DSA type keys, you will note, have a key length of exactly 1024. As a result, I choose RSA with a long key. My recommendation is that you take 2048 as a minimum length. I am pretty paranoid, and I have a strong background in cryptography, but I have never used a key longer than 4096.

The longer the key, the more math the computer must perform while establishing the session. After the session is established, then one of the block-ciphers discussed above performs all of the crypto. If you are making a key for a slow device (like a PDA) or a microcontroller based device, then use a shorter key length. Regardless, actually changing the keys regularly is a more secure practice than making a large one that is never changed.

$ ssh-keygen -b 3608 -t rsa
Generating public/private rsa key pair.
Enter file in which to save the key (/Users/erikheidt/.ssh/id_rsa): 
Enter passphrase (empty for no passphrase): 
Enter same passphrase again: 
Your identification has been saved in /Users/erikheidt/.ssh/id_rsa.
Your public key has been saved in /Users/erikheidt/.ssh/id_rsa.pub.
The key fingerprint is:
43:69:d8:8e:c4:af:f8:8b:5a:2d:db:75:91:fd:06:be erikheidt@Trinity.local
The key's randomart image is:
+--[ RSA 3608]----+
|                 |
|     . o .       |
|      + =        |
|     . *   o     |
|      . S o o    |
|     o . . o o   |
|    + o . . . o  |
|   . * . .   o   |
|  ..o +.    E    |
+-----------------+

Now, make sure your .ssh directory is secured properly…

$ chmod 700 ~/.ssh

Next, you need to copy the public key (only) to the server or remote host you wish to login to.

$ cd ~/.ssh

$ scp id_rsa.pub YourUser@Hostname

Now we have copied the file up to the server….

Part 2 – On the Server or remote host….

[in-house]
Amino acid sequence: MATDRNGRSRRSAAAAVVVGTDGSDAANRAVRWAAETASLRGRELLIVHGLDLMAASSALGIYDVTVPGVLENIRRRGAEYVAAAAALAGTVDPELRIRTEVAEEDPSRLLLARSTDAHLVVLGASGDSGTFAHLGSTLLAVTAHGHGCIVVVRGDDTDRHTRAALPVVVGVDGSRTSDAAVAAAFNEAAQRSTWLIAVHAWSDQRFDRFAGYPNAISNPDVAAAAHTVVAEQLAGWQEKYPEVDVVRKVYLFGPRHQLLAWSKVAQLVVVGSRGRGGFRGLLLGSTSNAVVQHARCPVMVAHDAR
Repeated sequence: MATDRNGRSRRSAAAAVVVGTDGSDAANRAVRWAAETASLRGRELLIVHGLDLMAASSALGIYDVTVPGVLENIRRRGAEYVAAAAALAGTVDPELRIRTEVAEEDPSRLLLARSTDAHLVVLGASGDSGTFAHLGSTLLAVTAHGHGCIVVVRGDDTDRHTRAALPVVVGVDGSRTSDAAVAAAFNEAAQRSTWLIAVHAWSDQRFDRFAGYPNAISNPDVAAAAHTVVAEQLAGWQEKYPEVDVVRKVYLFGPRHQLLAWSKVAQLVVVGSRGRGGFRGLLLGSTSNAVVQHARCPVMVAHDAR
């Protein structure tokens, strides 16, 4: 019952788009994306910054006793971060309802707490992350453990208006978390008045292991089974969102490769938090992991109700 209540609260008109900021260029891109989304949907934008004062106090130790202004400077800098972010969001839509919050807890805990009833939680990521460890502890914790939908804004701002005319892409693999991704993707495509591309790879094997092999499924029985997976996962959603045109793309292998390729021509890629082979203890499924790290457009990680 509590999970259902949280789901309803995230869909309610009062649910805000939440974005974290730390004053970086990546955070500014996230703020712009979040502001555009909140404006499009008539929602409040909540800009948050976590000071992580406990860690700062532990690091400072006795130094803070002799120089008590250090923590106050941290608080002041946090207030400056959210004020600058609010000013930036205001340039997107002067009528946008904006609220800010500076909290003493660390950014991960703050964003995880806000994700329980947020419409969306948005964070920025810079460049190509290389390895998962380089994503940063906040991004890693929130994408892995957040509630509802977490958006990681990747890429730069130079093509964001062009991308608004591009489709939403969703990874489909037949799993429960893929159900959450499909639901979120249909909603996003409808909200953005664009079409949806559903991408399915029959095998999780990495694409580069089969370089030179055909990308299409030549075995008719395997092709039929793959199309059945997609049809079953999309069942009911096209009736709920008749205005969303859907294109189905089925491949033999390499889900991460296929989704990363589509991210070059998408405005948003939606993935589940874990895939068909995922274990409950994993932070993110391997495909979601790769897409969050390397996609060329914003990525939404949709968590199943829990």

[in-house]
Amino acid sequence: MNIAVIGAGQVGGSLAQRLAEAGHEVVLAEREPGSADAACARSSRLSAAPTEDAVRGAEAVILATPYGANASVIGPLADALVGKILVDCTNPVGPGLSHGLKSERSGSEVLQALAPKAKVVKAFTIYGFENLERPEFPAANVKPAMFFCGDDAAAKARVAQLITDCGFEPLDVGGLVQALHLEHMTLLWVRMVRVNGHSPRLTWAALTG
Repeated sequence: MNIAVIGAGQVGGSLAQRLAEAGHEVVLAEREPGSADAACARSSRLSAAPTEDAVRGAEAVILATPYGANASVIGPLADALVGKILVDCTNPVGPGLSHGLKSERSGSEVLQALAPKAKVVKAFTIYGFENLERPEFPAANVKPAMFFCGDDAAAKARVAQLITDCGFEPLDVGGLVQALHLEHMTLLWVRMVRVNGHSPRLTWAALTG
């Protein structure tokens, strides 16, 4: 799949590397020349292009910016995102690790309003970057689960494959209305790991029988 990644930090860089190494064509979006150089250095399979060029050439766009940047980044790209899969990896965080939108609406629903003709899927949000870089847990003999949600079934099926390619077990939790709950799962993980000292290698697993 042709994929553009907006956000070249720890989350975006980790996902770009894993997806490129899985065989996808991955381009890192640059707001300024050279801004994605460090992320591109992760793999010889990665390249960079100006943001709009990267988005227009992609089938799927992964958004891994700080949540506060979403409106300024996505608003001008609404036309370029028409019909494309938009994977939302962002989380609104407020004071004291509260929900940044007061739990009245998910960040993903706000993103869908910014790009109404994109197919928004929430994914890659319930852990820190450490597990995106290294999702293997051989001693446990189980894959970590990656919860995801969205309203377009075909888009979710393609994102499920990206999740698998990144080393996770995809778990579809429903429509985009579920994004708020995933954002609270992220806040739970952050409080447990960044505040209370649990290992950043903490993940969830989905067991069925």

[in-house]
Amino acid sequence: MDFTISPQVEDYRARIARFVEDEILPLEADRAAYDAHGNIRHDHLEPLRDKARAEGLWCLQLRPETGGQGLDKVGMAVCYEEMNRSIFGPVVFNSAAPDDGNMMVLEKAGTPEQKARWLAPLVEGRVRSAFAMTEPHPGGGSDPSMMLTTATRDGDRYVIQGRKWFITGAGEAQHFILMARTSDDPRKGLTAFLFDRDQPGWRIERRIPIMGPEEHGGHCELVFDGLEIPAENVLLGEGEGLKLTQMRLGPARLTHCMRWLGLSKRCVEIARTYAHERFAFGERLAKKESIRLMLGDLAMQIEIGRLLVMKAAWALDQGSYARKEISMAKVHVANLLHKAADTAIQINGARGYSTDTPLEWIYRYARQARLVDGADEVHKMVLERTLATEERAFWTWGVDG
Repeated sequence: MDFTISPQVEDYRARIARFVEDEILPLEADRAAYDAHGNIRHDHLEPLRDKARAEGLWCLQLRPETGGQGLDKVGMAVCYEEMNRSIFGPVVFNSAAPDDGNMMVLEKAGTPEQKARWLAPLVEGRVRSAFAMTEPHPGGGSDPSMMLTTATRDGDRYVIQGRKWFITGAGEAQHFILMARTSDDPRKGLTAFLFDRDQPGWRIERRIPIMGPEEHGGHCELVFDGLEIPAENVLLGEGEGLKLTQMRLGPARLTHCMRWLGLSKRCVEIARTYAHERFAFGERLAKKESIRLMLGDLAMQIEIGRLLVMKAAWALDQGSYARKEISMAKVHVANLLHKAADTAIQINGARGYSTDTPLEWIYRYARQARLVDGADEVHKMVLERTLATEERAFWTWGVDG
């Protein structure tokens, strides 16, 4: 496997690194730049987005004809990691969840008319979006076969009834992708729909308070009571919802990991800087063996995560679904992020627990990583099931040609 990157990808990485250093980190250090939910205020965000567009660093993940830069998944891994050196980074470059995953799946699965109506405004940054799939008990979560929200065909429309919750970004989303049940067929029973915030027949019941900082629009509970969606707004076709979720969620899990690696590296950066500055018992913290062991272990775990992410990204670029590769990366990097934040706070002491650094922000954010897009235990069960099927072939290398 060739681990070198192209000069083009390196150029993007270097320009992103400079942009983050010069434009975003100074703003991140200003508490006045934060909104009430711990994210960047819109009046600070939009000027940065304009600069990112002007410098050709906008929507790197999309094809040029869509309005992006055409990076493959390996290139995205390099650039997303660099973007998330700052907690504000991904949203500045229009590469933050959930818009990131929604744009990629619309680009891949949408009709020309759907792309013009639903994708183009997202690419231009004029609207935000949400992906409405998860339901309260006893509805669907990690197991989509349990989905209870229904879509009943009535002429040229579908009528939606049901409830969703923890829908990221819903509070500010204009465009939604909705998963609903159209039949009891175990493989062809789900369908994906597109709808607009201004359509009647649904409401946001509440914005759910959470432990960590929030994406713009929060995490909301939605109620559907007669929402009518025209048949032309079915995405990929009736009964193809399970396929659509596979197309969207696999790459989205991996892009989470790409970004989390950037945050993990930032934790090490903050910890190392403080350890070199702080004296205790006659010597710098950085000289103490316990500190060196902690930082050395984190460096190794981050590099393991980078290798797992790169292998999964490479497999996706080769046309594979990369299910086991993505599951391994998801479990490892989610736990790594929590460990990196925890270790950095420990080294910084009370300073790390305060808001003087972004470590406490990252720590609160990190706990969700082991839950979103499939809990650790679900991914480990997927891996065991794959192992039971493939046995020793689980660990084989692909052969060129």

Logon to the target system (probably using a password) and then set things up on that end…

$ ssh YourUser@Hostname

$ mkdir .ssh
$ chmod 700 .ssh
$ cat id_rsa.pub >> ~/.ssh/authorized_keys

Done ! Your next login should use certificate based authentication !

I hope this posting on SSH was useful.

Cheers, Erik

Being Probed for phpMyAdmin ?

In Secure Your Linux Host – Part 1 I recommended using Log Watch to keep an eye on what may be happening with your host. Well, today’s review of my own Log Watch indicates that I am being probed for phpMyAdmin. (Someone wants to abuse my database…)

Here is a sample from the log:

401 Unauthorized
/admin/mysql/main.php: 1 Time(s)
/admin/php-my-admin/main.php: 1 Time(s)
/admin/php-myadmin/main.php: 1 Time(s)
/admin/phpMyAdmin-2.2.3/main.php: 1 Time(s)
/admin/phpMyAdmin-2.2.6/main.php: 1 Time(s)
/admin/phpMyAdmin-2.5.1/main.php: 1 Time(s)
/admin/phpMyAdmin-2.5.4/main.php: 1 Time(s)
/admin/phpMyAdmin-2.5.5-pl1/main.php: 1 Time(s)
/admin/phpMyAdmin-2.5.5-rc1/main.php: 1 Time(s)
/admin/phpMyAdmin-2.5.5-rc2/main.php: 1 Time(s)
/admin/phpMyAdmin-2.5.5/main.php: 1 Time(s)
/admin/phpMyAdmin-2.5.6-rc1/main.php: 1 Time(s)

Now I have seen activity like this before, but I thought this provided a good example of the increased awareness that scanning through the Log Watch report can provide.